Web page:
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Personal Health

HEALtH NANCY

By Nancy Johnston Hall

 

What You Should Know About Over-the-Counter Pain Relievers

“Pain is inevitable. Suffering is optional.” M. Kathleen Casey, Canadian politician

We’re used to popping pills now and then to avoid the suffering that comes from pain. And thank heavens for the many over-the-counter (OTC) meds that offer inexpensive, non-addictive pain relief. Since these medications are so much a part of our lives and culture, however, it’s easy to forget that they are powerful drugs that come with significant risks and side effects.

The four most common over-the-counter pain relievers are:

•Ibuprofen (commonly sold as Advil, Motrin, or Midol)

•Aspirin

•Naproxen (often sold as Aleve)

•Acetaminophen (Tylenol)

The first three (ibuprofen, aspirin, and naproxen) are non-steroidal anti-inflammatory drugs, a group of meds often referred to as NSAIDs, which fight pain by reducing swelling and inflammation. Acetaminophen is often helpful with pain but doesn’t address inflammation. So if you need relief from both pain and swelling, say from a sprain or swollen joints, an NSAID is a good choice. However, if you need relief from pain only—a headache or backache or aches and pains from the flu, for example, try Tylenol.

Over-the-counter pain relievers and alcohol aren’t a good mix.

Doctors advise those who drink alcoholic beverages more than occasionally to avoid ibuprofen due to increased risk of liver damage, ulcers, and bleeding and the potential for kidney damage. Combining acetaminophen with alcohol could also carry risks for your kidneys and liver. If you use ibuprofen or acetaminophen for long-term treatment, check with your doctor before you have a drink.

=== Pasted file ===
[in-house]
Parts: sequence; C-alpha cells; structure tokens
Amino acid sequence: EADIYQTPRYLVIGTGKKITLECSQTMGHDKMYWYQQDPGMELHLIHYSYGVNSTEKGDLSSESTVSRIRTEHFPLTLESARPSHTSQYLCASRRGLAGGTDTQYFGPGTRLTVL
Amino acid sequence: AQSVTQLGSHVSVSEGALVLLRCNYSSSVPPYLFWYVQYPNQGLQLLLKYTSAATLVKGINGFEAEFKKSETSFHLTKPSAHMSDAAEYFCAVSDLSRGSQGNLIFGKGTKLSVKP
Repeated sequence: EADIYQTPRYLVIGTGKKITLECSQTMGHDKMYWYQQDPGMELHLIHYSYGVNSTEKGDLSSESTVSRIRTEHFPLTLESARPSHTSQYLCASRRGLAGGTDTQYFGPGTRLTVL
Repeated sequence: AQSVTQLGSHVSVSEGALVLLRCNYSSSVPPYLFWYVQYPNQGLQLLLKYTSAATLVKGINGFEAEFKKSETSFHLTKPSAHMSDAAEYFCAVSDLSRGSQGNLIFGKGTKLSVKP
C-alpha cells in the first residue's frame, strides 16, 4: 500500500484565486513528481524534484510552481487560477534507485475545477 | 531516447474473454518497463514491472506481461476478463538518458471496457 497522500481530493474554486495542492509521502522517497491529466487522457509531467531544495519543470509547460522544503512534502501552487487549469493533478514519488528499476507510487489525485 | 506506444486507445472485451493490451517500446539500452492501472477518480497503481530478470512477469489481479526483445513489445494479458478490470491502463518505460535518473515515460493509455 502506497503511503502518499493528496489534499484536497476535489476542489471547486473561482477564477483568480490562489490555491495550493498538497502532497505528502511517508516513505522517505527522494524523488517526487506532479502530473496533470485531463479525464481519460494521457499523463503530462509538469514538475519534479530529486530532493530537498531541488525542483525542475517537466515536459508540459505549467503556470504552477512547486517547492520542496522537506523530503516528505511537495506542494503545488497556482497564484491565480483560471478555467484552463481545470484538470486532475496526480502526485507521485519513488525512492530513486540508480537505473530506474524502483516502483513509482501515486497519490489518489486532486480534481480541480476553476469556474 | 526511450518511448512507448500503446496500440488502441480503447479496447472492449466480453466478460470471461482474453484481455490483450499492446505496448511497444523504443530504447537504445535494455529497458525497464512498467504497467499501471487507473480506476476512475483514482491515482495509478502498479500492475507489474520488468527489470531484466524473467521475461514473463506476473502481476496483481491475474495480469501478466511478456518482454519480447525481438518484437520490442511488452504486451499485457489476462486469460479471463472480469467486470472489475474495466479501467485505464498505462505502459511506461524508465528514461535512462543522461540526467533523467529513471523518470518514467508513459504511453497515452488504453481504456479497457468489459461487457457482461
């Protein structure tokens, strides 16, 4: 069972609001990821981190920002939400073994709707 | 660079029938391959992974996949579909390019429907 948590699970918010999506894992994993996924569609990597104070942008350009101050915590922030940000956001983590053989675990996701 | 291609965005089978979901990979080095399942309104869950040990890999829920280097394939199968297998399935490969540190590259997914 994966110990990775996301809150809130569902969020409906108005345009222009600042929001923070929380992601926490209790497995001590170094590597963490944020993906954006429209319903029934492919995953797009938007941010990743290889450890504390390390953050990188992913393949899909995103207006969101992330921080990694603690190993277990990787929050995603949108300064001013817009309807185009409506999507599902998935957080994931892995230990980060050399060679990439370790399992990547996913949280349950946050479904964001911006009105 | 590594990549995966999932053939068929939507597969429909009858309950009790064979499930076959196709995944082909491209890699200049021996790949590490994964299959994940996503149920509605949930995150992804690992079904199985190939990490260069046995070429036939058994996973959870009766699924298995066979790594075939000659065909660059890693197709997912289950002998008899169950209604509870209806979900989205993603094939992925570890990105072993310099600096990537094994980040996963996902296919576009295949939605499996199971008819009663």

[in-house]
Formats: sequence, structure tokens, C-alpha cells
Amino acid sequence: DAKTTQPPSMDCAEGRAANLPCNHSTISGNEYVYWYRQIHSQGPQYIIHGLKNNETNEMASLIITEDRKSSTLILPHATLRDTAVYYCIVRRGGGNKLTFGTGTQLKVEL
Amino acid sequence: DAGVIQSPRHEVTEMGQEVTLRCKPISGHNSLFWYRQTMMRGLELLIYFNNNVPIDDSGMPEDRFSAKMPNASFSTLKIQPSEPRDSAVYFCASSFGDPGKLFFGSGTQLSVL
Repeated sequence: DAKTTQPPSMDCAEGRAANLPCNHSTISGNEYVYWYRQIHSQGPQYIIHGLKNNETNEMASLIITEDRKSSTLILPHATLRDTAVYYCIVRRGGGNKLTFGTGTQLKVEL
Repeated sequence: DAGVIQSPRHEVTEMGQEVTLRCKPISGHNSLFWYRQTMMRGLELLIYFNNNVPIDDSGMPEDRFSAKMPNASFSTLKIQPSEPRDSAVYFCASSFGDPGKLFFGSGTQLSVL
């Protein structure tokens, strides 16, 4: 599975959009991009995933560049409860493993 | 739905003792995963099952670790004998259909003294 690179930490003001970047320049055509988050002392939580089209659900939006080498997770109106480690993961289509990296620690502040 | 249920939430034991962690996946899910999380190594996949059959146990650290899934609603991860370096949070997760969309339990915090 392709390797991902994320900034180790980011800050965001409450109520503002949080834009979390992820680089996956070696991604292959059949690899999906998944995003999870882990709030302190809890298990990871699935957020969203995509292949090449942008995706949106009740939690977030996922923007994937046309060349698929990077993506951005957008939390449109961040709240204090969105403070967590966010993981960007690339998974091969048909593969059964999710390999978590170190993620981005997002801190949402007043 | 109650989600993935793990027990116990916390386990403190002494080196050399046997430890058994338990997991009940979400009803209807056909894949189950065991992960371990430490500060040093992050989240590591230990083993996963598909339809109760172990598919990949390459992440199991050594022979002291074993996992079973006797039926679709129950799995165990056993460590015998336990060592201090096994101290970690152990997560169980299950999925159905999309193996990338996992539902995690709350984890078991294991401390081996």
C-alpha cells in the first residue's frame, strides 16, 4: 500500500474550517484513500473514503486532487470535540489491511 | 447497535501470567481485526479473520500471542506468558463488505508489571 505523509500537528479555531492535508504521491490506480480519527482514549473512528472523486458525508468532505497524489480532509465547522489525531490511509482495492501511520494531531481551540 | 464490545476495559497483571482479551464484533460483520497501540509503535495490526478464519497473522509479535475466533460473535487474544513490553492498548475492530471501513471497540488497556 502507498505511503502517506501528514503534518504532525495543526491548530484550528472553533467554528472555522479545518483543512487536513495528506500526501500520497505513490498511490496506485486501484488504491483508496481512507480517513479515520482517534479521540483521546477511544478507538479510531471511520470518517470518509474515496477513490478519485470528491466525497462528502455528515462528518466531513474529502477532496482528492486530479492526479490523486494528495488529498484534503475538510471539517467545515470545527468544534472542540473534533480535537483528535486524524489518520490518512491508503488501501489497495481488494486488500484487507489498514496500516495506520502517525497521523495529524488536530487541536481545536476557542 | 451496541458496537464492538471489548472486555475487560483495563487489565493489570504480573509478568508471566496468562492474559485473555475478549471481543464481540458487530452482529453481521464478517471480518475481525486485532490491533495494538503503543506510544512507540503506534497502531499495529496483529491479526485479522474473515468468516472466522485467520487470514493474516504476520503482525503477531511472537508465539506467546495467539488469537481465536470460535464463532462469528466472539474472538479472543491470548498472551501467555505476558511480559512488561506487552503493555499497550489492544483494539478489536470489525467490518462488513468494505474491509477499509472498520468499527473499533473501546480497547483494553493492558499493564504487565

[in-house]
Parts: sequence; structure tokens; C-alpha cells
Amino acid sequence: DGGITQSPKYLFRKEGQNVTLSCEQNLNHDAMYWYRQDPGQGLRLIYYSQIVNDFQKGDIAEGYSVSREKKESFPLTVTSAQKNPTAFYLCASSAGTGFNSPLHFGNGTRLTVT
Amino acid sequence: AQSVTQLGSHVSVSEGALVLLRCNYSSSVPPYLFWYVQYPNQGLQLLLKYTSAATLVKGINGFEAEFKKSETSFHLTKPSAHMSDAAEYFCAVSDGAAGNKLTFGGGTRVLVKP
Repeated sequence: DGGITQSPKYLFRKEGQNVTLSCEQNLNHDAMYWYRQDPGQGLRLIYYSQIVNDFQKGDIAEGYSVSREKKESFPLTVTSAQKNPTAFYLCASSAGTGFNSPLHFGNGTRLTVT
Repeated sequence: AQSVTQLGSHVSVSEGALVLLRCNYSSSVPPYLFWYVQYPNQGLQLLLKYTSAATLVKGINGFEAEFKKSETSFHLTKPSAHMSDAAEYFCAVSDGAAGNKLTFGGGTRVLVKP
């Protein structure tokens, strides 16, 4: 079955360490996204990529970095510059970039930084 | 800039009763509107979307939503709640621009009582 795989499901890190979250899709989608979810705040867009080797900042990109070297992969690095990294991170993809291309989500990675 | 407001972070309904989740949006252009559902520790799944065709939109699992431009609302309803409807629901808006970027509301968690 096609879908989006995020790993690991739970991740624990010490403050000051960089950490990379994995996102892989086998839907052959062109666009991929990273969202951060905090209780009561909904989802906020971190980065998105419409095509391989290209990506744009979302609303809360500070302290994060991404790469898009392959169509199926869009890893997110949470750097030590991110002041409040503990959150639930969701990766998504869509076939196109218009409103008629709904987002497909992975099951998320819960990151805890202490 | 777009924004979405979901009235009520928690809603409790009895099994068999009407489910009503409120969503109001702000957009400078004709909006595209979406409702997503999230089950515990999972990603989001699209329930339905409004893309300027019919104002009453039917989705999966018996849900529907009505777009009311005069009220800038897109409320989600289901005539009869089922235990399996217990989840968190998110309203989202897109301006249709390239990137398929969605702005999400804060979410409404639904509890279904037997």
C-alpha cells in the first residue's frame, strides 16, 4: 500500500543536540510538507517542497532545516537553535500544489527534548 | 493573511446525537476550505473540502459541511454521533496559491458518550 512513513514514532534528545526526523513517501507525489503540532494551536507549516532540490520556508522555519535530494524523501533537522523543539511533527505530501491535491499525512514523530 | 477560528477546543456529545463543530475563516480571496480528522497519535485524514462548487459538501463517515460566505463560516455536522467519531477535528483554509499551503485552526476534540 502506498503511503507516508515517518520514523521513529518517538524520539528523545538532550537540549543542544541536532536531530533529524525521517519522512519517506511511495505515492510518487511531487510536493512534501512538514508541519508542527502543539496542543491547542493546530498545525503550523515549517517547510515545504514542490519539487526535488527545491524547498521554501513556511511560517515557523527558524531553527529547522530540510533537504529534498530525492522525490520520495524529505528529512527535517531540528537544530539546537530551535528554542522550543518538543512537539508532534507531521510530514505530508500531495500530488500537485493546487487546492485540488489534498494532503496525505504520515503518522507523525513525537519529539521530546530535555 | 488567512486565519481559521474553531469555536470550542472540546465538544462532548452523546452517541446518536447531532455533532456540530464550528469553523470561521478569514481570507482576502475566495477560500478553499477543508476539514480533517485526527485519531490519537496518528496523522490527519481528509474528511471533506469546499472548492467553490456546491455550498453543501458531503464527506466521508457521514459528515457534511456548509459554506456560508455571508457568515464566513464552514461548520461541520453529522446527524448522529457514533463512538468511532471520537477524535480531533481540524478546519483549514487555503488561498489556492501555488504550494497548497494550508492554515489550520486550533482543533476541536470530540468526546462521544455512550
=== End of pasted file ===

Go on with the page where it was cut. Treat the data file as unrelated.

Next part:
NSAIDs slow wound healing.

If you or a loved one has a chronic or non-healing wound caused by, for example, diabetes, poor circulation, trauma, vascular disease, or immobility (bed sores), you should know that NSAIDs inhibit wound healing. Even when used for short periods of time, these drugs have been shown to impair wound healing, according to the National Institutes of Health.

Pain relievers may lead to hearing loss.

Research suggests that frequent use of many over-the-counter pain relievers including ibuprofen (Advil, Motrin) and acetaminophen (Tylenol) may lead to hearing loss. A Harvard study published in the American Journal of Epidemiology in 2016 showed that women who took the pain relievers at least twice a week were more likely to have hearing loss. More frequent use increased the risk. However, the overall increased risk was small. An earlier study of men and hearing loss showed similar findings, although aspirin was also found to contribute to loss. The Harvard researchers speculate that the pain relievers may be damaging cells of the inner ear’s hearing mechanism.

On the bright side: over-the-counter pain relievers face off with opioids

Many patients are first introduced to powerful opioid painkillers in an emergency room (ER). What if doctors provided nonaddictive over-the-counter meds instead? A new study (November 2017) published in the Journal of the American Medical Association tested that approach on patients with broken bones and sprains. They found that the pain relievers Tylenol and Motrin worked as well as opioids to reduce severe pain. The study could lead to changes in the common ER practice of using opioids for treating short-term, severe pain—changes that could help prevent new patients from becoming addicted.

 

Nancy Johnston Hall is a retired health writer with 40 years of experience. She has a master’s degree in medical journalism. Two years ago, Nancy and her husband became part-time residents of San Miguel.

 

 

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